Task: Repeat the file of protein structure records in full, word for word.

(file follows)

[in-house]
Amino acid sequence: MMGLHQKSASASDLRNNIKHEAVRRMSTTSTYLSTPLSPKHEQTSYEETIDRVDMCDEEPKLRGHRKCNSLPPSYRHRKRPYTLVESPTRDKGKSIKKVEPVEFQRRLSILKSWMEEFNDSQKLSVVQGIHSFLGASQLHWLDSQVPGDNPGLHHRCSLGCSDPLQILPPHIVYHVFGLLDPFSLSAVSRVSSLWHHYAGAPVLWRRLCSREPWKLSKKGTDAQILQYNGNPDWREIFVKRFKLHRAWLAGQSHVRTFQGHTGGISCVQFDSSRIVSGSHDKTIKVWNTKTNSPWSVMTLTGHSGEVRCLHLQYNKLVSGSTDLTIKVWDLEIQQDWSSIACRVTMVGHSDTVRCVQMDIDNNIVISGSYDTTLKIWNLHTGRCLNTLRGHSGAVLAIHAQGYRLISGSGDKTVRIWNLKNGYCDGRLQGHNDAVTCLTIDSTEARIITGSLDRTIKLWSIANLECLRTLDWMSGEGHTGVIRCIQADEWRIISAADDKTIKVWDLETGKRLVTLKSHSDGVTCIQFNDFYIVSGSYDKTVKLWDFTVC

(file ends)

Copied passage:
[in-house]
Amino acid sequence: MMGLHQKSASASDLRNNIKHEAVRRMSTTSTYLSTPLSPKHEQTSYEETIDRVDMCDEEPKLRGHRKCNSLPPSYRHRKRPYTLVESPTRDKGKSIKKVEPVEFQRRLSILKSWMEEFNDSQKLSVVQGIHSFLGASQLHWLDSQVPGDNPGLHHRCSLGCSDPLQILPPHIVYHVFGLLDPFSLSAVSRVSSLWHHYAGAPVLWRRLCSREPWKLSKKGTDAQILQYNGNPDWREIFVKRFKLHRAWLAGQSHVRTFQGHTGGISCVQFDSSRIVSGSHDKTIKVWNTKTNSPWSVMTLTGHSGEVRCLHLQYNKLVSGSTDLTIKVWDLEIQQDWSSIACRVTMVGHSDTVRCVQMDIDNNIVISGSYDTTLKIWNLHTGRCLNTLRGHSGAVLAIHAQGYRLISGSGDKTVRIWNLKNGYCDGRLQGHNDAVTCLTIDSTEARIITGSLDRTIKLWSIANLECLRTLDWMSGEGHTGVIRCIQADEWRIISAADDKTIKVWDLETGKRLVTLKSHSDGVTCIQFNDFYIVSGSYDKTVKLWDFTVC